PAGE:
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Tomahawks

April 10, 2013

Despite playoff loss, first Tomahawks season successful

JOHNSTOWN — The Johnstown Towmahawks’ inaugural season opened with an overtime loss at Port Huron and ended with a gutwrenching overtime setback to the Fighting Falcons Sunday at Cambria County War Memorial Arena.

In between, the hits far outweighed the misses.

Yet, that won’t take the sting off a season-ending 4-3 loss to Port Huron any time soon. The game, which was the third and deciding in a NAHL North Division play-in series, was basically dominated by Johnstown until the final 10 minutes of the third period. The Tomahawks surged to a 3-1 lead before allowing two late goals in regulation and the series clincher in overtime.

It was a difficult end – players sat in the locker room in uniform 45 minutes after the game – to an otherwise successful season.

“I still think we should have won that game and always will. It didn’t go our way,” said Tomahawks coach Jason Spence, who area hockey fans first got to know as a tough-as-nails player for the Johnstown Chiefs.

“Johnstown is a hockey town. It always has been. We came in here with a junior team and I think we did a really good job. I was here with the pro team and the other as a coach, and I can honestly say that this brand of hockey suits Johnstown the best. It’s fast. Everyone knows it’s physical. And the guys just want to play every night. As a coach it touches your heart.”

While the goal of winning the 2013 Robertson Cup was not achieved, many other goals of the organization were met.

“We really wanted to come in and set a standard for the team,” said goaltender Chris Truehl, who will play for the Air Force Academy next season. “We wanted to be a team that improved through the year, would win in the playoffs and be fun to watch. We wanted to set a precedent for all Tomahawks teams to follow.”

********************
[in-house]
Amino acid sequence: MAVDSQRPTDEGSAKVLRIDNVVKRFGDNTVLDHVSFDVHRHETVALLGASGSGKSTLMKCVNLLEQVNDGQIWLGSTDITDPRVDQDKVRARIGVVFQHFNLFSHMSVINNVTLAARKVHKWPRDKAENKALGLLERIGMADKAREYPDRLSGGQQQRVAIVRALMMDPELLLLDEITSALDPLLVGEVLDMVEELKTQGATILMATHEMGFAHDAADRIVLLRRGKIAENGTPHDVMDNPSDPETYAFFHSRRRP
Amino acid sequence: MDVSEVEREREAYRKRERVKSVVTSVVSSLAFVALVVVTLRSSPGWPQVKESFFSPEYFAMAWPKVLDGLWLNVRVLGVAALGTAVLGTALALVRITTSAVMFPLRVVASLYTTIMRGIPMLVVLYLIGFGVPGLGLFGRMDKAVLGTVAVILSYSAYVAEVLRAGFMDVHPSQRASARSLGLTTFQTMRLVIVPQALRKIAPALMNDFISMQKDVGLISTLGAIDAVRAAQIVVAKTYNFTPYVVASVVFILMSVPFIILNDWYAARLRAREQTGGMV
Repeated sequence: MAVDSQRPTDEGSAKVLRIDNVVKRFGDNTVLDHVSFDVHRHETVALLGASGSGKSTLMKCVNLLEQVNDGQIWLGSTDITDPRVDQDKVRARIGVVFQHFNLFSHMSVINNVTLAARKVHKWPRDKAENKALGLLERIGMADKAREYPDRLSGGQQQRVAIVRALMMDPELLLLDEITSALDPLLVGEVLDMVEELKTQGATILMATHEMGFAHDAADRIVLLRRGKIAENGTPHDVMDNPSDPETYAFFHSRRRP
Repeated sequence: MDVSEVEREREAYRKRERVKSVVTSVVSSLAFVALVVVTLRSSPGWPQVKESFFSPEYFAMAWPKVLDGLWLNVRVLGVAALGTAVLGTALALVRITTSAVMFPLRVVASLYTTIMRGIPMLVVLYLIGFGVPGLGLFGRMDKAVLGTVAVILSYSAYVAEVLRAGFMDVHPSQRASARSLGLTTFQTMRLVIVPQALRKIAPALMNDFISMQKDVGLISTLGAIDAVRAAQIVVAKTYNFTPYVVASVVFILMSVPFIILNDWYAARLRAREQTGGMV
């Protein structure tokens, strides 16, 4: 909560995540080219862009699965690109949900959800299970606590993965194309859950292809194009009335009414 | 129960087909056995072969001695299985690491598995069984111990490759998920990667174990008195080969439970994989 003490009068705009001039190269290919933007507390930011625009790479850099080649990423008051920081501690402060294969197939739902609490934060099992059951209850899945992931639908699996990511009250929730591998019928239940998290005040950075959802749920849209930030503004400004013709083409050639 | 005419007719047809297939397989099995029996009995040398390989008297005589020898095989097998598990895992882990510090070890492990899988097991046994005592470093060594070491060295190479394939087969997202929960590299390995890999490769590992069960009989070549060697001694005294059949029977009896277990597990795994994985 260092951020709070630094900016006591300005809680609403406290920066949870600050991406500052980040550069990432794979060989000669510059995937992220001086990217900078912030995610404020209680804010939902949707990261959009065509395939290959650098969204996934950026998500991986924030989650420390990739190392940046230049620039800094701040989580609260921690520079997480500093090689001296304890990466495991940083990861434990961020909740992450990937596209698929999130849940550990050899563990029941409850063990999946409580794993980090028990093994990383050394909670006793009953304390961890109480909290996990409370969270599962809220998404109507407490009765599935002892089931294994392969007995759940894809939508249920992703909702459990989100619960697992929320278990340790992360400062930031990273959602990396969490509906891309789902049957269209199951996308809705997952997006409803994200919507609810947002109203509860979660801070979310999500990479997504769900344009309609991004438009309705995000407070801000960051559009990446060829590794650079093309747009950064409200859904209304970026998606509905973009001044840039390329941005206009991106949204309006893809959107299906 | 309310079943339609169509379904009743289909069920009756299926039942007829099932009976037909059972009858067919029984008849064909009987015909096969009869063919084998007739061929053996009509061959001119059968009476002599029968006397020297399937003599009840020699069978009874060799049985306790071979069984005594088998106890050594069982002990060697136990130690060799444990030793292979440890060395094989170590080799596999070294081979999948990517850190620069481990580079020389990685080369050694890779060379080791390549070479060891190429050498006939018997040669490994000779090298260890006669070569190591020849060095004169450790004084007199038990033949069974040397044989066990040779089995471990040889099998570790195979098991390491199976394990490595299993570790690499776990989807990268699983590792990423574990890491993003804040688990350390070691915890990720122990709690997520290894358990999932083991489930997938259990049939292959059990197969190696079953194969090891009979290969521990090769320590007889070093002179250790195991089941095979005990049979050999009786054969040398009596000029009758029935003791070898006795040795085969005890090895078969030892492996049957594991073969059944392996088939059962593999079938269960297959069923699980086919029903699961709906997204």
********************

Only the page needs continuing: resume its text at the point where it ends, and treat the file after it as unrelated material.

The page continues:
At the forefront was playing winning and entertaining hockey. The Tomahawks finished the regular season with a 27-21-12 record, good enough for fifth place in the North Division. They also ranked fifth in the league in average attendance and played in front of seven sellout crowds.

“A lot of people just had to see one game and they were hooked,” Spence said.

Johnstown went from a first-year team to the envy of North Division.

“We want to know their secrets,” said Port Huron coach and Genreal Manager Michael Gershon. “Basically, we have the same demographics that they do. We’re near Detroit and they’re near Pittsburgh. Both areas love hockey. Their ownership has obviously done very well.”

The Tomahawks played on pink ice to help raise awareness and funds for cancer. Penguins players Matt Cooke and Chris Kunitz brought the Stanley Cup to a game. Cooke helped organize a charity exhibition between members of the Penguins and the Tomahawks that was nixed at the last minute when the NHL Lockout was resolved. There was a Guns & Hoses Night honoring local police, fire and EMS departments and a Jack Ham bobblehead. Ham is a minority owner.

“We cannot thank the people of Johnstown and the surrounding areas enough for the support they have shown us over the past season,” said Tomawhawks President Rick Bouchard. “This community has embraced us with an enthusiams that makes us all proud to call Johnstown home to the Tomahawks.”

The Hanson Brothers even returned to the barn that made them famous.

“The atmosphere here was amazing,” Truehl said. “Given some of the paces we played this year, playing in front of sellout crowds in unreal. We’d walk down the street and people would know who we were. That’s something I’m going to miss.”

Truehl, like many of the Tomahawks who were on the ice for Game 3 of the playoff series, won’t be back.

In their places will be fresh faces ready to make an impact in junior hockey and help the Tomahawks further this year’s success.

Several players have already been tendered and the organization continues to scout.

“Our coaching staff did a great job with what we gave them to work with,” General manager Rick Boyd said. “We’ll make some changes and do a better job of identifying players who fit in this league.”

Several players came to Johnstown from Palmer, Alaska, where they played for the Alaska Avalanche.

Cody Gylling, who scored a magnificant backhanded-goal to give Johnstown a 2-1 lead on Sunday, led the team with 45 points. Captain Mitch Kontny scored a team-high 21 goals. Jake Fairchild tallied 210 penalty minutes. Zach Wallace was plus-11. Truehl won 18 games, including the postseason.

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